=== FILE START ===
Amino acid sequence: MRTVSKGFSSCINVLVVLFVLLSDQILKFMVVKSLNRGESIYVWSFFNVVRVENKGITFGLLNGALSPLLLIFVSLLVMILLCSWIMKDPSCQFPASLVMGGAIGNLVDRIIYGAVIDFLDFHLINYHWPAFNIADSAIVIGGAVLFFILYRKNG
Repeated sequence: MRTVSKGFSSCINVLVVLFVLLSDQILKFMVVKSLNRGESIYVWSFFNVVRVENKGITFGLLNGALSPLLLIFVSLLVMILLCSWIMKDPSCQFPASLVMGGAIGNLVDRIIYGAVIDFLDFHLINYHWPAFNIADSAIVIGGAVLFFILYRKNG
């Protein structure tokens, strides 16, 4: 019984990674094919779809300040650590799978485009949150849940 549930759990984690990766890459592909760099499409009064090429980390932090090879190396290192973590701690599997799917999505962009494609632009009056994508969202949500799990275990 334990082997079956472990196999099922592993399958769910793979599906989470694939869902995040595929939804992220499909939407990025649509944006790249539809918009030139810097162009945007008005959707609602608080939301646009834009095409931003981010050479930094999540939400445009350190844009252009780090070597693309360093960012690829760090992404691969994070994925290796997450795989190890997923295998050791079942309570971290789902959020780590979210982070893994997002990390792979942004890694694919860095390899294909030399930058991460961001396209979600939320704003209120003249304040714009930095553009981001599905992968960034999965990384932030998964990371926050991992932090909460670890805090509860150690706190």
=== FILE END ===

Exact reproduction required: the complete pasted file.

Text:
Amino acid sequence: MRTVSKGFSSCINVLVVLFVLLSDQILKFMVVKSLNRGESIYVWSFFNVVRVENKGITFGLLNGALSPLLLIFVSLLVMILLCSWIMKDPSCQFPASLVMGGAIGNLVDRIIYGAVIDFLDFHLINYHWPAFNIADSAIVIGGAVLFFILYRKNG
Repeated sequence: MRTVSKGFSSCINVLVVLFVLLSDQILKFMVVKSLNRGESIYVWSFFNVVRVENKGITFGLLNGALSPLLLIFVSLLVMILLCSWIMKDPSCQFPASLVMGGAIGNLVDRIIYGAVIDFLDFHLINYHWPAFNIADSAIVIGGAVLFFILYRKNG
């Protein structure tokens, strides 16, 4: 019984990674094919779809300040650590799978485009949150849940 549930759990984690990766890459592909760099499409009064090429980390932090090879190396290192973590701690599997799917999505962009494609632009009056994508969202949500799990275990 334990082997079956472990196999099922592993399958769910793979599906989470694939869902995040595929939804992220499909939407990025649509944006790249539809918009030139810097162009945007008005959707609602608080939301646009834009095409931003981010050479930094999540939400445009350190844009252009780090070597693309360093960012690829760090992404691969994070994925290796997450795989190890997923295998050791079942309570971290789902959020780590979210982070893994997002990390792979942004890694694919860095390899294909030399930058991460961001396209979600939320704003209120003249304040714009930095553009981001599905992968960034999965990384932030998964990371926050991992932090909460670890805090509860150690706190």